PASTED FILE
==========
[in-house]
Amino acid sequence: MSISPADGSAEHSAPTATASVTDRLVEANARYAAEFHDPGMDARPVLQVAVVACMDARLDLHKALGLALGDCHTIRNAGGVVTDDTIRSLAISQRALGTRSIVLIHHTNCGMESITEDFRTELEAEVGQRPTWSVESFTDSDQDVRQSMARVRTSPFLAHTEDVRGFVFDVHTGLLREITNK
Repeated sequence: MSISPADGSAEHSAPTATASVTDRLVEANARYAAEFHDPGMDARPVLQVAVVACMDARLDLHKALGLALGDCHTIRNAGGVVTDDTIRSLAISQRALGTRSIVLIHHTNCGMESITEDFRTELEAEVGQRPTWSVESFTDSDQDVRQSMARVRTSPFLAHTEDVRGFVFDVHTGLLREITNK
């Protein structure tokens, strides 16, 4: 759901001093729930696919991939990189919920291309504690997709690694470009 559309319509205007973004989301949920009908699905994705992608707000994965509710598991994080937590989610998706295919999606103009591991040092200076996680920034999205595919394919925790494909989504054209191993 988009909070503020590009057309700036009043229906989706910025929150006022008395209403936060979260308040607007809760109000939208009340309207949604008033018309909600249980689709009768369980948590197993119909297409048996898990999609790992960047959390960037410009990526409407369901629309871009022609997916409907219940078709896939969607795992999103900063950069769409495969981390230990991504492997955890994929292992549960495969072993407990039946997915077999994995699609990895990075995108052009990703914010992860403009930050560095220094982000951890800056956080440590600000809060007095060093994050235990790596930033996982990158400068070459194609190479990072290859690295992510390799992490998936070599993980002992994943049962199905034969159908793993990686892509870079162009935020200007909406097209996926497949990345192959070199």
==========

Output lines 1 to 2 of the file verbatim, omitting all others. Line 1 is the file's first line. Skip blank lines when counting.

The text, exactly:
[in-house]
Amino acid sequence: MSISPADGSAEHSAPTATASVTDRLVEANARYAAEFHDPGMDARPVLQVAVVACMDARLDLHKALGLALGDCHTIRNAGGVVTDDTIRSLAISQRALGTRSIVLIHHTNCGMESITEDFRTELEAEVGQRPTWSVESFTDSDQDVRQSMARVRTSPFLAHTEDVRGFVFDVHTGLLREITNK